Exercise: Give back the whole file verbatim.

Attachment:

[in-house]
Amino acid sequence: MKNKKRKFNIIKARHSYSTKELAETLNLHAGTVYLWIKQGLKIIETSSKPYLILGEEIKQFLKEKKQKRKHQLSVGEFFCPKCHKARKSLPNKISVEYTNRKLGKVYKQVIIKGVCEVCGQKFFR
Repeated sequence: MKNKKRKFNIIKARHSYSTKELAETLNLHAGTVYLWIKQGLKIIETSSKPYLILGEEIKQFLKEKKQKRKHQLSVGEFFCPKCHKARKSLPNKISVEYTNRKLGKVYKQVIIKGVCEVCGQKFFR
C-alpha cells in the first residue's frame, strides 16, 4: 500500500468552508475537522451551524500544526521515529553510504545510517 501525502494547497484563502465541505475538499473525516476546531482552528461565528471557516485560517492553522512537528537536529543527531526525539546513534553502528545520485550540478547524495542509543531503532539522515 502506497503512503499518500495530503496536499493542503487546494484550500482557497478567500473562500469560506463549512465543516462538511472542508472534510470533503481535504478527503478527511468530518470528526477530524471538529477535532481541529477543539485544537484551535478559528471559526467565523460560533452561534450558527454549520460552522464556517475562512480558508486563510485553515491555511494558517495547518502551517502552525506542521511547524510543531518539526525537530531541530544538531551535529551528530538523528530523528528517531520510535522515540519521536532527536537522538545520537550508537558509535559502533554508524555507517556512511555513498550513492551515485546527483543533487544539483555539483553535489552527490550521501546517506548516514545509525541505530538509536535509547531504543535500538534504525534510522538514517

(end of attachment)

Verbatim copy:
[in-house]
Amino acid sequence: MKNKKRKFNIIKARHSYSTKELAETLNLHAGTVYLWIKQGLKIIETSSKPYLILGEEIKQFLKEKKQKRKHQLSVGEFFCPKCHKARKSLPNKISVEYTNRKLGKVYKQVIIKGVCEVCGQKFFR
Repeated sequence: MKNKKRKFNIIKARHSYSTKELAETLNLHAGTVYLWIKQGLKIIETSSKPYLILGEEIKQFLKEKKQKRKHQLSVGEFFCPKCHKARKSLPNKISVEYTNRKLGKVYKQVIIKGVCEVCGQKFFR
C-alpha cells in the first residue's frame, strides 16, 4: 500500500468552508475537522451551524500544526521515529553510504545510517 501525502494547497484563502465541505475538499473525516476546531482552528461565528471557516485560517492553522512537528537536529543527531526525539546513534553502528545520485550540478547524495542509543531503532539522515 502506497503512503499518500495530503496536499493542503487546494484550500482557497478567500473562500469560506463549512465543516462538511472542508472534510470533503481535504478527503478527511468530518470528526477530524471538529477535532481541529477543539485544537484551535478559528471559526467565523460560533452561534450558527454549520460552522464556517475562512480558508486563510485553515491555511494558517495547518502551517502552525506542521511547524510543531518539526525537530531541530544538531551535529551528530538523528530523528528517531520510535522515540519521536532527536537522538545520537550508537558509535559502533554508524555507517556512511555513498550513492551515485546527483543533487544539483555539483553535489552527490550521501546517506548516514545509525541505530538509536535509547531504543535500538534504525534510522538514517